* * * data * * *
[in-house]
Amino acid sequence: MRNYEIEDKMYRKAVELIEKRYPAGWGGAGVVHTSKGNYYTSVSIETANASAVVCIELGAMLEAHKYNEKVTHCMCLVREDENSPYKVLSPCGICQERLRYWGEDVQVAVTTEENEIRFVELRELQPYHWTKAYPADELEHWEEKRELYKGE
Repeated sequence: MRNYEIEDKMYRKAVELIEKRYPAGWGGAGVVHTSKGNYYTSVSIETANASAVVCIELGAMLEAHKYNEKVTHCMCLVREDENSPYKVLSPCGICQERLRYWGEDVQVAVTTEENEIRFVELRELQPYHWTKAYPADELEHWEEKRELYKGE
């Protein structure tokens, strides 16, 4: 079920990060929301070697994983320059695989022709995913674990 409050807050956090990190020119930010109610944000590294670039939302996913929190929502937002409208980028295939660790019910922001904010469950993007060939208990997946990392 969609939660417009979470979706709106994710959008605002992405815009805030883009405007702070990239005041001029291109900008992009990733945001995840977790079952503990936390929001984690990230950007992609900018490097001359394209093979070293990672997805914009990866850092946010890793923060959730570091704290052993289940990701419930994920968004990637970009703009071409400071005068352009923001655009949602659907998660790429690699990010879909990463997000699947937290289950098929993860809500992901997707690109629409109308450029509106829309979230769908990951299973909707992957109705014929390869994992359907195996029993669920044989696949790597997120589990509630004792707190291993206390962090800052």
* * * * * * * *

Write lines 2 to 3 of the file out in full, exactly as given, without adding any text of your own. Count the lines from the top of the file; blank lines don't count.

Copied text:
Amino acid sequence: MRNYEIEDKMYRKAVELIEKRYPAGWGGAGVVHTSKGNYYTSVSIETANASAVVCIELGAMLEAHKYNEKVTHCMCLVREDENSPYKVLSPCGICQERLRYWGEDVQVAVTTEENEIRFVELRELQPYHWTKAYPADELEHWEEKRELYKGE
Repeated sequence: MRNYEIEDKMYRKAVELIEKRYPAGWGGAGVVHTSKGNYYTSVSIETANASAVVCIELGAMLEAHKYNEKVTHCMCLVREDENSPYKVLSPCGICQERLRYWGEDVQVAVTTEENEIRFVELRELQPYHWTKAYPADELEHWEEKRELYKGE